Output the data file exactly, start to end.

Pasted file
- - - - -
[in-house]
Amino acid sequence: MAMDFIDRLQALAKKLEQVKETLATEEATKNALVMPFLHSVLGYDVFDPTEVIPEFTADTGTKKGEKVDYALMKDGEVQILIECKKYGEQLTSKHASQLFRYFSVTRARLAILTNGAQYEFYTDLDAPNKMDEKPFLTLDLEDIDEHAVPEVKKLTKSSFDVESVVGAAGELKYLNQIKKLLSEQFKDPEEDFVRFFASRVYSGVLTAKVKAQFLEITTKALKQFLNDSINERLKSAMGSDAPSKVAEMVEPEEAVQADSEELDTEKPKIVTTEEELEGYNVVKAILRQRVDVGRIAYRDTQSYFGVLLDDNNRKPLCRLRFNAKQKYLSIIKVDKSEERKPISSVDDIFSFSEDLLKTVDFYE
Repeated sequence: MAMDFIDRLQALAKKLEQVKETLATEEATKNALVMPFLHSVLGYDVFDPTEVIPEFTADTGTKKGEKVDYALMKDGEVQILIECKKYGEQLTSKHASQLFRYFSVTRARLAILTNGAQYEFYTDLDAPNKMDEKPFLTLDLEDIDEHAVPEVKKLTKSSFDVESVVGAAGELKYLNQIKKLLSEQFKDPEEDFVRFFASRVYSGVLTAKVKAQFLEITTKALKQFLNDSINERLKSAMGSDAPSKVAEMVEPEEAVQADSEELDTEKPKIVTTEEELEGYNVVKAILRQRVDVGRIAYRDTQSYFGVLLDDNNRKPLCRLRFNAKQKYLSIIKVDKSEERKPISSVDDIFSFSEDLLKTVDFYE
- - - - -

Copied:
[in-house]
Amino acid sequence: MAMDFIDRLQALAKKLEQVKETLATEEATKNALVMPFLHSVLGYDVFDPTEVIPEFTADTGTKKGEKVDYALMKDGEVQILIECKKYGEQLTSKHASQLFRYFSVTRARLAILTNGAQYEFYTDLDAPNKMDEKPFLTLDLEDIDEHAVPEVKKLTKSSFDVESVVGAAGELKYLNQIKKLLSEQFKDPEEDFVRFFASRVYSGVLTAKVKAQFLEITTKALKQFLNDSINERLKSAMGSDAPSKVAEMVEPEEAVQADSEELDTEKPKIVTTEEELEGYNVVKAILRQRVDVGRIAYRDTQSYFGVLLDDNNRKPLCRLRFNAKQKYLSIIKVDKSEERKPISSVDDIFSFSEDLLKTVDFYE
Repeated sequence: MAMDFIDRLQALAKKLEQVKETLATEEATKNALVMPFLHSVLGYDVFDPTEVIPEFTADTGTKKGEKVDYALMKDGEVQILIECKKYGEQLTSKHASQLFRYFSVTRARLAILTNGAQYEFYTDLDAPNKMDEKPFLTLDLEDIDEHAVPEVKKLTKSSFDVESVVGAAGELKYLNQIKKLLSEQFKDPEEDFVRFFASRVYSGVLTAKVKAQFLEITTKALKQFLNDSINERLKSAMGSDAPSKVAEMVEPEEAVQADSEELDTEKPKIVTTEEELEGYNVVKAILRQRVDVGRIAYRDTQSYFGVLLDDNNRKPLCRLRFNAKQKYLSIIKVDKSEERKPISSVDDIFSFSEDLLKTVDFYE